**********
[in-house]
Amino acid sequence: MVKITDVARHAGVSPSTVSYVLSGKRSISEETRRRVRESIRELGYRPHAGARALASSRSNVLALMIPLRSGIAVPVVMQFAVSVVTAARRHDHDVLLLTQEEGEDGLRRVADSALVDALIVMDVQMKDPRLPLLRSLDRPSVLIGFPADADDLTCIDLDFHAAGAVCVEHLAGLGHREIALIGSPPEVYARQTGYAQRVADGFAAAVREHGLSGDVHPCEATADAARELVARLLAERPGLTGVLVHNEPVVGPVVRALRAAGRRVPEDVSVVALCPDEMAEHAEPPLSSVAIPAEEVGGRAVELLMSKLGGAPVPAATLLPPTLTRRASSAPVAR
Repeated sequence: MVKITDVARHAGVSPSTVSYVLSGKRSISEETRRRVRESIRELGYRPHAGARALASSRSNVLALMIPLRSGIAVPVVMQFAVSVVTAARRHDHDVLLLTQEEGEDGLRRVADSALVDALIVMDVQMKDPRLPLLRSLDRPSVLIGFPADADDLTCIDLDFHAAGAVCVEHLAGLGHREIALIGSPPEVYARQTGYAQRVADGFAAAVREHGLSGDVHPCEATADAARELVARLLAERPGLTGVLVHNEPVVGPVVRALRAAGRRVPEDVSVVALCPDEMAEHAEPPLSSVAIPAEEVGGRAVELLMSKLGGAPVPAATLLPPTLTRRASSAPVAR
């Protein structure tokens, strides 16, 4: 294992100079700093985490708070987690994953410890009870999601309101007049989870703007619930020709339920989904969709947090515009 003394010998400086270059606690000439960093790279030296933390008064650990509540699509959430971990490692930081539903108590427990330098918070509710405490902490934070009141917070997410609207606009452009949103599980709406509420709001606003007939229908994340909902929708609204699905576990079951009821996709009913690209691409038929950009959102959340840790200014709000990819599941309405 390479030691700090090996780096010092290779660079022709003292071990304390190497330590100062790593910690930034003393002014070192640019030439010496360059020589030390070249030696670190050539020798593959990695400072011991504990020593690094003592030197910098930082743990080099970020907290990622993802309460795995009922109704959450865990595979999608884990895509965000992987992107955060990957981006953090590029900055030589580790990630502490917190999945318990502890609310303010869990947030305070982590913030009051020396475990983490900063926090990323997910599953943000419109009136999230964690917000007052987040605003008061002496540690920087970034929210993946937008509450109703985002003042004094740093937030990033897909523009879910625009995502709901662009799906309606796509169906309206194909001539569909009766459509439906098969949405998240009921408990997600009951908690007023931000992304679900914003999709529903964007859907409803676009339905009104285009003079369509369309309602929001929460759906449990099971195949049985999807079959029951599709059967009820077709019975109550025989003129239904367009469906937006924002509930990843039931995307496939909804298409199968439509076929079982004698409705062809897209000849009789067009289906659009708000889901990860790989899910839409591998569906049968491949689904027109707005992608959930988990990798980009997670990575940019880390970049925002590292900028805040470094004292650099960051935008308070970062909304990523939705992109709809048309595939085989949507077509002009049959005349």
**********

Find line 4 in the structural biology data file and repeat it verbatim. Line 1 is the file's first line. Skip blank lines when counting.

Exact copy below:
């Protein structure tokens, strides 16, 4: 294992100079700093985490708070987690994953410890009870999601309101007049989870703007619930020709339920989904969709947090515009 003394010998400086270059606690000439960093790279030296933390008064650990509540699509959430971990490692930081539903108590427990330098918070509710405490902490934070009141917070997410609207606009452009949103599980709406509420709001606003007939229908994340909902929708609204699905576990079951009821996709009913690209691409038929950009959102959340840790200014709000990819599941309405 390479030691700090090996780096010092290779660079022709003292071990304390190497330590100062790593910690930034003393002014070192640019030439010496360059020589030390070249030696670190050539020798593959990695400072011991504990020593690094003592030197910098930082743990080099970020907290990622993802309460795995009922109704959450865990595979999608884990895509965000992987992107955060990957981006953090590029900055030589580790990630502490917190999945318990502890609310303010869990947030305070982590913030009051020396475990983490900063926090990323997910599953943000419109009136999230964690917000007052987040605003008061002496540690920087970034929210993946937008509450109703985002003042004094740093937030990033897909523009879910625009995502709901662009799906309606796509169906309206194909001539569909009766459509439906098969949405998240009921408990997600009951908690007023931000992304679900914003999709529903964007859907409803676009339905009104285009003079369509369309309602929001929460759906449990099971195949049985999807079959029951599709059967009820077709019975109550025989003129239904367009469906937006924002509930990843039931995307496939909804298409199968439509076929079982004698409705062809897209000849009789067009289906659009708000889901990860790989899910839409591998569906049968491949689904027109707005992608959930988990990798980009997670990575940019880390970049925002590292900028805040470094004292650099960051935008308070970062909304990523939705992109709809048309595939085989949507077509002009049959005349």